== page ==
Alloys are metallic substances composed of a mixture or metallic solid solution of two or more metals. They can even be composed of a metal and another element which may be non-mettalic to produce an alloy. An alloy usually has different properties from the elements that it is composed of. A variation in the concentration and ratios of elements produces alloys with different properties. They can be classified into two types, substitutional or interstitial alloys which difference depends on the arrangement of the atoms that make up them. There are several combinations of alloys which can be achieved by combining different metals or elements to have different properties and serve different functions. The uses of alloys are vast, and they can be manipulated to serve different functions by combining metals to produce alloys with specific properties ideal for the application. The use of alloys is vast in several different industries, ranging from military and medical equipment to commercial and industrial materials. Some examples of alloys are copper, stainless steel, aluminium and bronze, with each of them having different properties.
Alloys have been around for a very long time, even before modern technology. However, the progress in alloy technology only occurred in the last few decades. Copper was the first metal to be extracted from an ore and it was later combined with tin to create bronze. Today there are several combinations of alloys that serve different needs and functions. In this form of merger, the metals are not made to chemically bond with one another but are simply mixed together to achieve certain properties.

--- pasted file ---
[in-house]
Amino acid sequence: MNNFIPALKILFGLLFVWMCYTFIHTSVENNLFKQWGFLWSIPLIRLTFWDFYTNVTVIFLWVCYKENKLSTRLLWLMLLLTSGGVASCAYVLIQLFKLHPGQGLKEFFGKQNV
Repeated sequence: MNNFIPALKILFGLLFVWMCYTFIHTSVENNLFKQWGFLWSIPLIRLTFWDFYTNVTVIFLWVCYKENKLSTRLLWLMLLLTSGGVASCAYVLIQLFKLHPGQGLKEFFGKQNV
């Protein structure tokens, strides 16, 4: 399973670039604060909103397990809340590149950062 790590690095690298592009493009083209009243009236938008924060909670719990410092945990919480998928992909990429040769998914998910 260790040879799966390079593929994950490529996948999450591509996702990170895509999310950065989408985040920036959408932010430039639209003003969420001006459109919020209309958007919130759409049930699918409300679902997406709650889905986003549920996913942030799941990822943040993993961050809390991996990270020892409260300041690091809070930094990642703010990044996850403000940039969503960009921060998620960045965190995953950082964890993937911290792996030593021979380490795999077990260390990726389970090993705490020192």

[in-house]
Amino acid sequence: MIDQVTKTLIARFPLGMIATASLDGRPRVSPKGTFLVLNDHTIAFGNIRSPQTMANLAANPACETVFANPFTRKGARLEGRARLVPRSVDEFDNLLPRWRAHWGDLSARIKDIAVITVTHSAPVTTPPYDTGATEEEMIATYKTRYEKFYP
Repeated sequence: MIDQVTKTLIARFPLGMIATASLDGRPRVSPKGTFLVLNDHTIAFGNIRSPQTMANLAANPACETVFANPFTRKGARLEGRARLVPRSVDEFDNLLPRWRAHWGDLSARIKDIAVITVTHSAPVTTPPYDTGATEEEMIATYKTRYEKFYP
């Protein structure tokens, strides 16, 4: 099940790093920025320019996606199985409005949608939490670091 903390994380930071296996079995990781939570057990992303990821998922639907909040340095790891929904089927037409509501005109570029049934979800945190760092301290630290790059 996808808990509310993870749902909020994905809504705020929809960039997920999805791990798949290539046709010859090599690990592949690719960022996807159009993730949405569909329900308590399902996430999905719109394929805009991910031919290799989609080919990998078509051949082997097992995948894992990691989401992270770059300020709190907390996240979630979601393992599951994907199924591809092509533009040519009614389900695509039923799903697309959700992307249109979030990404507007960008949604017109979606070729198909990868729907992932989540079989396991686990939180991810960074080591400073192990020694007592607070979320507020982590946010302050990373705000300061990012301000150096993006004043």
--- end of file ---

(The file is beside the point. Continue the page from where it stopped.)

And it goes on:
Alloys made out of the combination of copper and zinc is known as brass. These alloys are a type of decorative metal that are used to make musical instruments. Even gold and silver that are used to make jewelry do not usually contain pure gold or silver but have a certain percentage of copper or other metals to provide the jewelry with longer lasting properties. Also, when iron is extracted from its ore, it produces alloys that have varyin amount of carbon.
Uses of Aluminium Alloys
Just like other metal alloys, aluminium alloys gain strength and specific characteristic after they are produced from the merger of aluminium with other elements. Properties such as light weight and great strength allow aluminium to be used in several different industries. Applications of aluminium include transportation, electrical applications, construction and medicine. High altitude flying would not have been possible without aluminium as it posses properties that can withstand high pressures.
Uses of Copper Alloys
Possessing properties such as high corrosion resistance, ductility, low cost and electrical and thermal conductivity, copper alloys are used vastly in manufacturing electrical equipment. They are commonly used for heat exchangers as they can conduct thermal energy efficiently. Their low cost allows them to be used for making several electrical appliances in the industry.
Uses of Nickel Alloys
Used in applications such as aircraft turbine engines, nuclear power plants and many chemical and petrochemical industries, nickel alloys have contributed to today’s economy greatly. These alloys have great corrosion and heat resistance and are commonly used in control equipment to determine the base electrical characteristics of that equipment.
Uses of Stainless steel Alloys
One of the most vastly used alloys, steel is a combination of iron with a small amount of carbon, which gives the alloy a different type of crystal arrangement within allowing the crystal layer to slide past one another and thus giving the alloy properties like resistance to oxidation and strength. Stainless steel alloys are also vastly used in many industries. Their key property to resist corrosion and rusting allow them to be used in applications at the bottom of the sea. Commercial applications of these alloys include cutleries and watch straps. In the manufacturing industry, stainless steel alloys are used to make electronic agricultural materials.